What processes tip the balance between the ultra-high risk states and the development of schizophrenia? One candidate mechanism is cerebral inflammation, studied by Dr. Bart van Berckel and colleagues in the November 1st issue of Biological Psychiatry.
Using positron emission tomography, or PET, imaging, the researchers provide evidence of a brain inflammatory state that may be associated with the development of schizophrenia. The authors reported increased binding levels of [11C]PK11195, a radiotracer with high affinity for the peripheral benzodiazepine receptor (PBR) in patients who had carried the diagnosis of schizophrenia for five years or less.
PBR is a molecular target that is present at higher levels in activated microglia. Microglia are activated during inflammatory states. Drs. van Berckel and Kahn further explain: “It was found that microglia activation is present in schizophrenia patients early after disease onset, suggesting brain cells are damaged in schizophrenia. In addition, since microglia can have either a protective or a toxic role, activated microglia may be the result, but also the cause of damage to brain cells.”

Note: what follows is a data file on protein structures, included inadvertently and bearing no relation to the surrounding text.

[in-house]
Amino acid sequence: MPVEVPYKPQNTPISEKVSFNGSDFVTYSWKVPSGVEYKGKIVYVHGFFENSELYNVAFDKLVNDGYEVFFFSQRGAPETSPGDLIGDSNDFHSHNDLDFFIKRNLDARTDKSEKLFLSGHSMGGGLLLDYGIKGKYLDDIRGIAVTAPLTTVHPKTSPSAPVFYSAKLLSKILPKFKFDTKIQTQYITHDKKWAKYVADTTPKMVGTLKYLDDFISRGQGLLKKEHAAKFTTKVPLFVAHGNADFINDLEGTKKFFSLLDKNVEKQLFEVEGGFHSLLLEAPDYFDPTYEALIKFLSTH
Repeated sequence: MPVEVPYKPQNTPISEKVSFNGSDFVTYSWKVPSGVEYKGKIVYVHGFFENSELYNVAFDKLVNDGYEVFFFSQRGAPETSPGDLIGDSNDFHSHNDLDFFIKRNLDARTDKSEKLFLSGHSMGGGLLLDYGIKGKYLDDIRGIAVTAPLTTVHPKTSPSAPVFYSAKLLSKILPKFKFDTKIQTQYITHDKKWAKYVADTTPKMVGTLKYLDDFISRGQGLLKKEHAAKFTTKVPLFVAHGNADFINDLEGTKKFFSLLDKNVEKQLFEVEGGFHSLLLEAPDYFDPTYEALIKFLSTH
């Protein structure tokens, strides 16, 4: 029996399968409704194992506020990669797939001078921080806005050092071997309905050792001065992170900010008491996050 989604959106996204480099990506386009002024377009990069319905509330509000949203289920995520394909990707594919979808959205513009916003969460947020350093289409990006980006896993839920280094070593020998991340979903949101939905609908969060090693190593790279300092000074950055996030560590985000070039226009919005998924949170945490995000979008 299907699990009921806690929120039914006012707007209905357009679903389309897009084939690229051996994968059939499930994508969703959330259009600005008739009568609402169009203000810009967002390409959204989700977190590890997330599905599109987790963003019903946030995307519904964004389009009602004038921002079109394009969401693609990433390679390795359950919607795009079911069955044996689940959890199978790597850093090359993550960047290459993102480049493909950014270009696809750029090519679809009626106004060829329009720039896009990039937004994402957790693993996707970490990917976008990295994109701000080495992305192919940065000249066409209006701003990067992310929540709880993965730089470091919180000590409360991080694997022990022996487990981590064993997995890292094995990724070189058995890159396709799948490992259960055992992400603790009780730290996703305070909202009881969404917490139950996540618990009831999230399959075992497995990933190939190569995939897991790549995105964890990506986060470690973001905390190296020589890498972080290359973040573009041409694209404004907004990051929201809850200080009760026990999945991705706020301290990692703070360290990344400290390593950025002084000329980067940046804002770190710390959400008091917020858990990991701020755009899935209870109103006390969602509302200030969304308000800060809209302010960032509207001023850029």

John H. Krystal, M.D., Editor of Biological Psychiatry and affiliated with both Yale University School of Medicine and the VA Connecticut Healthcare System, adds, “It will be important to understand whether this process takes place in a special way in association with the first onset of symptoms or whether inflammation is more generally a process that contributes to worsening of symptoms.”
Because this data suggests that inflammation may contribute to features of the early course of schizophrenia, a new potential avenue of treatment for schizophrenia may be to use anti-inflammatory agents. Although some anti-inflammatory medications have already been studied, with limited success, in schizophrenia patients, a new generation of these drugs that more specifically target activated microglia have yet to be explored.
Jayne Dawkins | alfa
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